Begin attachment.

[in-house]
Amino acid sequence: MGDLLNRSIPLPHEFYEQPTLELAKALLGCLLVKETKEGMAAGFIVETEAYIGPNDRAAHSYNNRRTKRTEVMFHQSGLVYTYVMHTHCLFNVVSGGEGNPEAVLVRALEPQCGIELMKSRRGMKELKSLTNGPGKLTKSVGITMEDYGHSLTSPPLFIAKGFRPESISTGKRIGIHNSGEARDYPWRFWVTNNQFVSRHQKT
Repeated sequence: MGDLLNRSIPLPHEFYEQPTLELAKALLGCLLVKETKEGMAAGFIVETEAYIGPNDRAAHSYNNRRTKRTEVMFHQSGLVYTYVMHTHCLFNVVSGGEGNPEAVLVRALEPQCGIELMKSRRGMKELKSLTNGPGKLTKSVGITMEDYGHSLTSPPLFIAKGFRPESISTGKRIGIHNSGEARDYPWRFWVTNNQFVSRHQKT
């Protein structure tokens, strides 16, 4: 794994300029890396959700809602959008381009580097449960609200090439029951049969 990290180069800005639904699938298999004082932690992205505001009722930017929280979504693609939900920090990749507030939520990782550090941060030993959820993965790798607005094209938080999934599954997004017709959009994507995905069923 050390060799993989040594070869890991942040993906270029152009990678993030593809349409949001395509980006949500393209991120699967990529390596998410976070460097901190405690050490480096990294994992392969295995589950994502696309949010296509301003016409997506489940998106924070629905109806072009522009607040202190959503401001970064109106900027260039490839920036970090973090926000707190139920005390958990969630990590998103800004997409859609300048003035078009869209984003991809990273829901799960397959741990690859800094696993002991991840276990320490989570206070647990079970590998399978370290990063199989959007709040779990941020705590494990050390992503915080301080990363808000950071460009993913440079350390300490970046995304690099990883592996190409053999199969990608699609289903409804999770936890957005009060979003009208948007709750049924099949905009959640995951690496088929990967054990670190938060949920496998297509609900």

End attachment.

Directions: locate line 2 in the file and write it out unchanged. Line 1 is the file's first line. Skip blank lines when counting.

Amino acid sequence: MGDLLNRSIPLPHEFYEQPTLELAKALLGCLLVKETKEGMAAGFIVETEAYIGPNDRAAHSYNNRRTKRTEVMFHQSGLVYTYVMHTHCLFNVVSGGEGNPEAVLVRALEPQCGIELMKSRRGMKELKSLTNGPGKLTKSVGITMEDYGHSLTSPPLFIAKGFRPESISTGKRIGIHNSGEARDYPWRFWVTNNQFVSRHQKT